How is competition assessment supporting reforms in Greece?

Federica Maiorano of the OECD Directorate for Financial and Enterprise Affairs looks at the tangible contributions that competition assessment reviews are making to reforms underway in Greece.

Many laws and regulations set the rules for how businesses enter, operate and exit a market. Good regulations contribute to achieving desired public policy objectives in areas such as consumer protection and public health. Competition assessments help to ensure that regulations are not overly or inadvertently restrictive for businesses and consumers. Without relaxing all regulations, they try help policy makers achieve their objectives in the least distortive way possible.

The OECD’s latest competition assessment of Greece targeted the wholesale trade, construction, media and e-commerce sectors, along with pharmaceuticals, chemicals and other manufacturing sectors. A total of 1,288 pieces of legislation were assessed, leading to more than 350 recommendations for changing or repealing specific legal provisions. A large number of these recommendations have already been implemented by the Greek administration over the past 12 months.

Competition limiting regulations can take many forms.

Regulations designed with larger businesses in mind. For example, truck drivers working freelance – a very common business model in Greece – were required to prove their financial standing under stricter requirements than those imposed on limited liability companies. This regulation had the undesirable outcome of increasing the cost of entry for micro and small enterprises.

Changes in markets and technology. For example, content developers in the media sector could not directly approach potential investors, such as broadcasters or film studios, to get their audio-visual works produced. The rules required them to go through an intermediary registered as a professional. In the age of social media and user-generated content, this was an anachronism that might well have been restricting development in the creative sector.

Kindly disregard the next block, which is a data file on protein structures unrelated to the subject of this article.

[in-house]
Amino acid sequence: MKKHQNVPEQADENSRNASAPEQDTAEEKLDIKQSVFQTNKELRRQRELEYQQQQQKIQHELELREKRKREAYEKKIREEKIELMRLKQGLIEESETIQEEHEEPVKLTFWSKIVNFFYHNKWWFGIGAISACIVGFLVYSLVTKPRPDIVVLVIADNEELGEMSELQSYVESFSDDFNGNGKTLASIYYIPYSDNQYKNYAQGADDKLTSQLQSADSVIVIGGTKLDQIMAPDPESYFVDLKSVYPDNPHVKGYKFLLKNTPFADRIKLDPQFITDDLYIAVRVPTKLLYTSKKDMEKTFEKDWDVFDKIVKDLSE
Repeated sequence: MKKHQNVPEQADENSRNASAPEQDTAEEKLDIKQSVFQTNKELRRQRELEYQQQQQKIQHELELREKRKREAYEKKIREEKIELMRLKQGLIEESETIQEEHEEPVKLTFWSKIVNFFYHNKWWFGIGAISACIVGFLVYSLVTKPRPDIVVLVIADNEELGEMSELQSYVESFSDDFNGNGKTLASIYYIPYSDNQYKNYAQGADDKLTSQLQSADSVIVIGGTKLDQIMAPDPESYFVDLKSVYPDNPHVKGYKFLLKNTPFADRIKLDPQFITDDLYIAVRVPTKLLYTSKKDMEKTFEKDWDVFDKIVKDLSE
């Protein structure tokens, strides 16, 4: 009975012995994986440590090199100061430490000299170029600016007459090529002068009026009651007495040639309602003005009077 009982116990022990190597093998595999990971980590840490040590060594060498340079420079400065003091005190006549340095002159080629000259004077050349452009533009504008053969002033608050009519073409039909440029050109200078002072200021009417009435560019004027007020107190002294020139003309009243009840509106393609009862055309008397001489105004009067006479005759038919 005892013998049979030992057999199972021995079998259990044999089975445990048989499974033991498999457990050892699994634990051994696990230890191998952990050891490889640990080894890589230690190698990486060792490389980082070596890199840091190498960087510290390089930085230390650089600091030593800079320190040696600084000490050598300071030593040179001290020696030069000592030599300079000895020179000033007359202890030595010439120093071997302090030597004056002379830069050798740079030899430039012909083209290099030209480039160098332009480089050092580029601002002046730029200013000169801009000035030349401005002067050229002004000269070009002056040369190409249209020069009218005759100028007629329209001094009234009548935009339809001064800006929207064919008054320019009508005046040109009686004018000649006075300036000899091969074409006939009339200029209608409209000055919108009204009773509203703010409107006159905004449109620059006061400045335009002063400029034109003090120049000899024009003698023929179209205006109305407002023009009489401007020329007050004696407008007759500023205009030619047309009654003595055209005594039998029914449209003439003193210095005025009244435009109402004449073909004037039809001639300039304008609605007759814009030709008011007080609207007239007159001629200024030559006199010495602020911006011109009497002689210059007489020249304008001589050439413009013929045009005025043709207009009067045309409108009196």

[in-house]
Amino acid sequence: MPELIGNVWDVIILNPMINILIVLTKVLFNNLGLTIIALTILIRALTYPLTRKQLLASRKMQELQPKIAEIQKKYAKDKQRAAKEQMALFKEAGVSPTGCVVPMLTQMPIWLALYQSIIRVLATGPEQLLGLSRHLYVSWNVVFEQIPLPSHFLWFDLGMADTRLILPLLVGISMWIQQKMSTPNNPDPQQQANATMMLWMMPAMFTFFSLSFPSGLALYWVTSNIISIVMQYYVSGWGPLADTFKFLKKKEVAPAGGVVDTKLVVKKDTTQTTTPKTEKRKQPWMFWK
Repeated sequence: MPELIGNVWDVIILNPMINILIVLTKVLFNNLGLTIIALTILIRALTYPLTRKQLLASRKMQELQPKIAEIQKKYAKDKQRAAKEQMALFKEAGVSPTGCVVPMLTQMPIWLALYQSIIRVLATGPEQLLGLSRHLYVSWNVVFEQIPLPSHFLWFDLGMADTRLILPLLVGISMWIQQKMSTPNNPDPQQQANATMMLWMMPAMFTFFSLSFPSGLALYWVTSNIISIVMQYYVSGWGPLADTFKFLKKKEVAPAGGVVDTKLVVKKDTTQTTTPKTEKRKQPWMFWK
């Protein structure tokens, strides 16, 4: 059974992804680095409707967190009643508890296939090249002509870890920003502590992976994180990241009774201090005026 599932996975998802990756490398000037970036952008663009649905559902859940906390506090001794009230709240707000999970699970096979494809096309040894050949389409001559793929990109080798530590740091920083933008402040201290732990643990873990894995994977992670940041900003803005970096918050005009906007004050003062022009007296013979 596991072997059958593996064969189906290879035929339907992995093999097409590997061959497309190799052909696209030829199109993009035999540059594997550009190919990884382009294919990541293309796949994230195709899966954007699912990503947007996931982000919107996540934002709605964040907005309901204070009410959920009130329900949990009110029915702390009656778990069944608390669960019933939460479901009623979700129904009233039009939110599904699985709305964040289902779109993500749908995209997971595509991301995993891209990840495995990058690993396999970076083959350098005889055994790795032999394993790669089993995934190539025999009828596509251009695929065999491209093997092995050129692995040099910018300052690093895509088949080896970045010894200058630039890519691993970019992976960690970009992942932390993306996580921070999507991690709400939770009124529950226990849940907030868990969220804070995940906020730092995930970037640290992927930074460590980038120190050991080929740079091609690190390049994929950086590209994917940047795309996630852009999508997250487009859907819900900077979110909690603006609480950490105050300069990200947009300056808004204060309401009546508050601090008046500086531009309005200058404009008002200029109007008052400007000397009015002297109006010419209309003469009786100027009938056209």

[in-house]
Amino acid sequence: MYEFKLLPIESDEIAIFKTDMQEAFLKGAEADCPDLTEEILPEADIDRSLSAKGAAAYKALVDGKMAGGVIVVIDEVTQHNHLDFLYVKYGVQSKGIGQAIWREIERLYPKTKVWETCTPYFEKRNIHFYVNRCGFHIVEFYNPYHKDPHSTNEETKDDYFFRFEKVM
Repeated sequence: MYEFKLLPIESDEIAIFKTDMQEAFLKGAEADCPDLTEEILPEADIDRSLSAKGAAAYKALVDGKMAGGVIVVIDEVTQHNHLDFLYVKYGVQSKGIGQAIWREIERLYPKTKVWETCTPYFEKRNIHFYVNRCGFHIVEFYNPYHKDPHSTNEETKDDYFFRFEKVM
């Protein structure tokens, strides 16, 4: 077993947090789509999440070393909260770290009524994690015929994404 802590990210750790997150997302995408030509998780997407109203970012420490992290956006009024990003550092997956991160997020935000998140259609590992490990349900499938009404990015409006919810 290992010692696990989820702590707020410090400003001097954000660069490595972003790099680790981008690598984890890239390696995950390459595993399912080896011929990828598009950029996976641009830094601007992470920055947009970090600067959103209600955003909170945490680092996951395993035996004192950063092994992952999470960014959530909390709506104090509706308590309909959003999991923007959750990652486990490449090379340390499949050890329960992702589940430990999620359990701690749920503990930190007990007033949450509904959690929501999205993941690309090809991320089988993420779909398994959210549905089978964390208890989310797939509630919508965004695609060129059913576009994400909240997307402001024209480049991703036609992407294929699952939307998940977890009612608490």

Outdated regulations. For example, the state had exclusive rights for setting up wholesale central markets of fruit and vegetables in the wholesale trade sector. This regulation dated back several decades to a time when the state wanted to regulate and rationalise the supply of food to large cities, while imposing minimum hygiene standards. Today, several alternative channels ensure the supply of food and central markets now account for no more than 20% of the distribution network. Lifting this restriction allows wholesalers, producers and related businesses, such as logistics and packaging, to set up new markets and possibly reduce production costs.

Unintended consequences: Rules do not always achieve the objective they are designed for. For example, lack of consumer confidence in e-commerce is one of the main factors holding back this sector in Greece. The complexity of consumer protection legislation does not help. This legislation also had the unintended consequence of burdening Greek sellers with additional obligations, such as commercial guarantees on C2C sales on e-commerce platforms, compared with their competitors abroad. The share of Greek businesses making online sales is about 30% that of their counterparts in the European Union.

Obsolete legislation: More generally, many old pieces of legislation were still in force. Some overlapped with more recent legislation and others were simply outdated. One example was a law stipulating the minimum height of warehouses for dried figs and raisins. About 30% of the recommendations made in the competition assessments fell into this category. By repealing obsolete legislation, market participants and potential entrants face a more transparent, less complex and more predictable business environment. Regulations are often scattered across many different pieces of legislation and streamlining and codifying the legislation is beneficial to businesses. This applies, in particular, to new entrants and smaller businesses who are often faced with compliance costs that are relatively higher than those of larger companies.

Restrictive regulation is not an isolated phenomenon that concerns only Greece. Many other countries actively screen new or existing legislation to help develop alternative policies which are less harmful to competition, while achieving the same policy objectives. Competition assessment helps reform economies in targeted sectors and makes a significant contribution towards better regulation overall.


OECD Competition Assessment Toolkit

OECD-Greece Competition Assessment Project

2017 OECD Competition Assessment Review of Greece

The OECD-Greece Competition Assessment Project is carried out with the support of the European Commission.

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